Help junior high group name exoplanets

San Francisco de Asís students show off (courtesy photo)
San Francisco de Asís students show off 55 Cancri, which is among a newly discovered group of planets they have the chance to name. A public vote will determine the final name. (courtesy photo)

Can a group of students within The Catholic Sun’s coverage area name a system of planets and a star they orbit? They can if you help them win the vote.

The proposed name, “Christmas Island,” would be used to identify a newly discovered group of planets and the star it orbits. It’s among the finalists in the NameExoWorlds contest. Voters can make their selection only once for each of the 20 systems. The deadline is Oct. 31.

Sixth, seventh, and eighth-graders at San Francisco de Asís have worked with their science teacher and a school parent/astronomer for the last seven months on the project. To explore or vote for their name:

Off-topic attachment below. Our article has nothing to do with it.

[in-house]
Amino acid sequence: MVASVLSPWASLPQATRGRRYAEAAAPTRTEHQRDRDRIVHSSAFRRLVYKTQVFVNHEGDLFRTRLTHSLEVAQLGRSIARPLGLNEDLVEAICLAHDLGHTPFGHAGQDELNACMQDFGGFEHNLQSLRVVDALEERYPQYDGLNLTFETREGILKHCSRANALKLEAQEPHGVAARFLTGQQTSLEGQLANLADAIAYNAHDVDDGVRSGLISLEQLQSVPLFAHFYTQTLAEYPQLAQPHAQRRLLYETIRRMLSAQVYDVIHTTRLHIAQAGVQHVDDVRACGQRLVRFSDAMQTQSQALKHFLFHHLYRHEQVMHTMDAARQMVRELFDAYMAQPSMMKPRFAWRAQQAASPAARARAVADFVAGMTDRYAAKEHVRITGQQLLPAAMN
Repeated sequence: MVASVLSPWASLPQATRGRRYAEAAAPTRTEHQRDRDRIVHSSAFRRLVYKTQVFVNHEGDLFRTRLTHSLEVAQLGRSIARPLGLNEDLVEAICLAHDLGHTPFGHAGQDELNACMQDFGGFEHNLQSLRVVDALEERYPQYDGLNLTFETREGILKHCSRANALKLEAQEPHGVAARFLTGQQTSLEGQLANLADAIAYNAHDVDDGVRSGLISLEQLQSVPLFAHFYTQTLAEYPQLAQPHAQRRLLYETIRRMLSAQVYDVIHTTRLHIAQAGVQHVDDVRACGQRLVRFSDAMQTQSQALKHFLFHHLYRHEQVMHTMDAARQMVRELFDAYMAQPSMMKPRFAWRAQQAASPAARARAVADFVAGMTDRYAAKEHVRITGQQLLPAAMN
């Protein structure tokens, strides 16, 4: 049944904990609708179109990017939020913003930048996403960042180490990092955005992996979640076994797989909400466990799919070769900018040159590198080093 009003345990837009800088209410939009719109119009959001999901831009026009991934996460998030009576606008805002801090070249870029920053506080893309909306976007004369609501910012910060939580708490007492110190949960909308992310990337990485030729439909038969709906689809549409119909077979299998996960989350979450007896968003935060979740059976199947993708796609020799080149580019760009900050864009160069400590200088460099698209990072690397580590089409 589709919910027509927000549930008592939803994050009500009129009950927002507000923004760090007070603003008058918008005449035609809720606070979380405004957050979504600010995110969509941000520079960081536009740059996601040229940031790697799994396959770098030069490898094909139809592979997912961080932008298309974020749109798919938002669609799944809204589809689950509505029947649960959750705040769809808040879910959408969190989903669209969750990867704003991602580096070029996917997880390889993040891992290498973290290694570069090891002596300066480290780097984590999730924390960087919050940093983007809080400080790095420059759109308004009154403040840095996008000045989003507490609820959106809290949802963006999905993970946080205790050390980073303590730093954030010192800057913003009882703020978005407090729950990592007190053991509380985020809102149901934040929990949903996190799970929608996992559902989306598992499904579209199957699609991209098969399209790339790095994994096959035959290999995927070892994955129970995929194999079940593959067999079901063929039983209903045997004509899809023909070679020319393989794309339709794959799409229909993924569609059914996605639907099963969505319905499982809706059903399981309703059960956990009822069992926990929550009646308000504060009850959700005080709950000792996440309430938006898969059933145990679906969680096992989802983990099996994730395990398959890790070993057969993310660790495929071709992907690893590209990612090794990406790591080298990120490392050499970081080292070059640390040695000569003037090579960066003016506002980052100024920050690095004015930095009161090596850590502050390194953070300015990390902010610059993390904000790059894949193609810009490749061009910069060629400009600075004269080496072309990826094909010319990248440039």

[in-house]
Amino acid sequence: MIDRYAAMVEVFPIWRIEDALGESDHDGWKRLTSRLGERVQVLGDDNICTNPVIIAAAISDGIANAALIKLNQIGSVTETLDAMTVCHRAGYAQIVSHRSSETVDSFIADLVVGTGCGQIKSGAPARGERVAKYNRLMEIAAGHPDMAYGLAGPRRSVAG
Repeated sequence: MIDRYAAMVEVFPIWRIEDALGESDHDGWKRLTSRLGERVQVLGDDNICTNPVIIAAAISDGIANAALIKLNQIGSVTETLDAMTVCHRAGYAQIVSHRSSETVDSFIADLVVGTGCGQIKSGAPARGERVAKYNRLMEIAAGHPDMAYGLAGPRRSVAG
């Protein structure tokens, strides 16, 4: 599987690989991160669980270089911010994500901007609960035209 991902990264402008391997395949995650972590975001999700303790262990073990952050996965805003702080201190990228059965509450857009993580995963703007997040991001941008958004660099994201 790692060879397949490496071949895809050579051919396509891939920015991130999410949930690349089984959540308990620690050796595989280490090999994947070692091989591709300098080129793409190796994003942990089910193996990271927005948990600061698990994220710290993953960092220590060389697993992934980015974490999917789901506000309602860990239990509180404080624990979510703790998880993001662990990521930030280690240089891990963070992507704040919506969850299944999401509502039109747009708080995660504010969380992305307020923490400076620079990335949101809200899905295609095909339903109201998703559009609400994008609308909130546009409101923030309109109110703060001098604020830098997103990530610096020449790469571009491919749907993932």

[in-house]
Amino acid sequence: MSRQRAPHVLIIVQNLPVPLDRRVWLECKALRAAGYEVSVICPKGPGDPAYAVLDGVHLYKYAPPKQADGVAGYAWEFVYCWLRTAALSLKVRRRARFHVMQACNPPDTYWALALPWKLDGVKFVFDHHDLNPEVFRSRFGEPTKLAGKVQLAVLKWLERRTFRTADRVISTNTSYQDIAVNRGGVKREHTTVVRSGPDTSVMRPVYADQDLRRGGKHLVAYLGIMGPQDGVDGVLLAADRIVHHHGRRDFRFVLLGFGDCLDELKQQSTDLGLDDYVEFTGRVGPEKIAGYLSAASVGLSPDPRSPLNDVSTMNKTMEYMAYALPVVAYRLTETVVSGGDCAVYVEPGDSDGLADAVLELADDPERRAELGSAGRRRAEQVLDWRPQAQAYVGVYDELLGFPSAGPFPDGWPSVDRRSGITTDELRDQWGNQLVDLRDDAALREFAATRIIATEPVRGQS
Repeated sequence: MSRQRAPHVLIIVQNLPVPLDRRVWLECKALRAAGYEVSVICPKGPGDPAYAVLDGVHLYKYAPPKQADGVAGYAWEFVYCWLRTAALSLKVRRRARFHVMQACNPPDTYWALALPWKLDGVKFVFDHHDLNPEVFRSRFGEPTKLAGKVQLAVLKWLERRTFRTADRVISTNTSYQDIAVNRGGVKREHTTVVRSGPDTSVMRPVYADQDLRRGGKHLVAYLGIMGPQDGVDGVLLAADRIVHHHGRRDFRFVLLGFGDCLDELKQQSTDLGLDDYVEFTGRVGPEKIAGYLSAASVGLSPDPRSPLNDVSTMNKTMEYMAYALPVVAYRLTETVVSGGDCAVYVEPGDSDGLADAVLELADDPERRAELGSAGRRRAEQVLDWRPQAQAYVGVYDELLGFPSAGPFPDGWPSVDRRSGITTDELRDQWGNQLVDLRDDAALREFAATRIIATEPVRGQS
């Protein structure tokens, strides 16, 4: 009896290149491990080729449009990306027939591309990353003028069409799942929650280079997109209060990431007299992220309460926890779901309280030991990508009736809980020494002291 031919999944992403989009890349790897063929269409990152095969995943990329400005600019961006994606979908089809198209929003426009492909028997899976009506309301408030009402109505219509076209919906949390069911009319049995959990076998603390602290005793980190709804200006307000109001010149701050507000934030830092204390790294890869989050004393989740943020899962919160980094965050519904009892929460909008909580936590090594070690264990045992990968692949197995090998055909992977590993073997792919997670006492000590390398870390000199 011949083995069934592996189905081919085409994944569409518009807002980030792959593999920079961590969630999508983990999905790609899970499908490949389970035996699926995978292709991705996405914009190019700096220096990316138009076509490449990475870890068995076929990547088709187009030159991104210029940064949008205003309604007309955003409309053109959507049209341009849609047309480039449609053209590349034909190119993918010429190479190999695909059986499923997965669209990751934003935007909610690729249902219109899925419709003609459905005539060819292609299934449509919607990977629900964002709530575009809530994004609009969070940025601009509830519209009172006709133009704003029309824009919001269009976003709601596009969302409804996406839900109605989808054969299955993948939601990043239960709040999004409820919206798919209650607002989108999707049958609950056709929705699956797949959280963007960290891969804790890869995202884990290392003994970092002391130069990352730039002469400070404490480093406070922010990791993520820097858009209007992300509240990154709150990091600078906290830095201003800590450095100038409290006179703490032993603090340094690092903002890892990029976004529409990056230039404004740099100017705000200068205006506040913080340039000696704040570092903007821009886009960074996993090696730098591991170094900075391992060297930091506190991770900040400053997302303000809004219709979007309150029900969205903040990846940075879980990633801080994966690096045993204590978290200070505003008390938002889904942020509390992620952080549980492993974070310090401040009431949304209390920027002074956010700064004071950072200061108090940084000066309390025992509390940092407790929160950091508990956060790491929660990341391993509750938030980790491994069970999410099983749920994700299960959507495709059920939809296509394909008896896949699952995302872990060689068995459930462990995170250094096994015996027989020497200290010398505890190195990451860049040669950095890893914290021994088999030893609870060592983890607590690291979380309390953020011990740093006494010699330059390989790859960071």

• San Francisco de Asís students show what look for on screen in order to vote online for their proposed name of some newly discovered exoplanets. (courtesy photo)
    San Francisco de Asís students show what look for on screen in order to vote online for their proposed name of some newly discovered exoplanets. (courtesy photo)

    click on the vote link under “for individuals”

  • click on 55 Cancri (FYI, it has five planets)
  • Scroll down to their proposal, “Christmas Island.” Read how the sea life of Christmas Island and climate change inspired their proposal. The students said they chose the name because “55 Cancri is located in the constellation Cancer, The Crab and as the star is a red dwarf we thought of the famous red crabs that are native to the island. Christmas Island is home to millions of red crabs that migrate during the wet season to release eggs into the ocean.”
  • vote

“Christmas Island” is one of about 14 choices on the 55 Cancri ballot.

I haven’t explored the details of the project yet, but it might be worth exploring and voting within the “mu Arae” system too. It was fourth down on the left column on my screen. There’s something about its constellation name, “the Altar,” that drew me in.

The winning name will be an officially recognized description that professional astronomers will use in their research as they publish scientific results.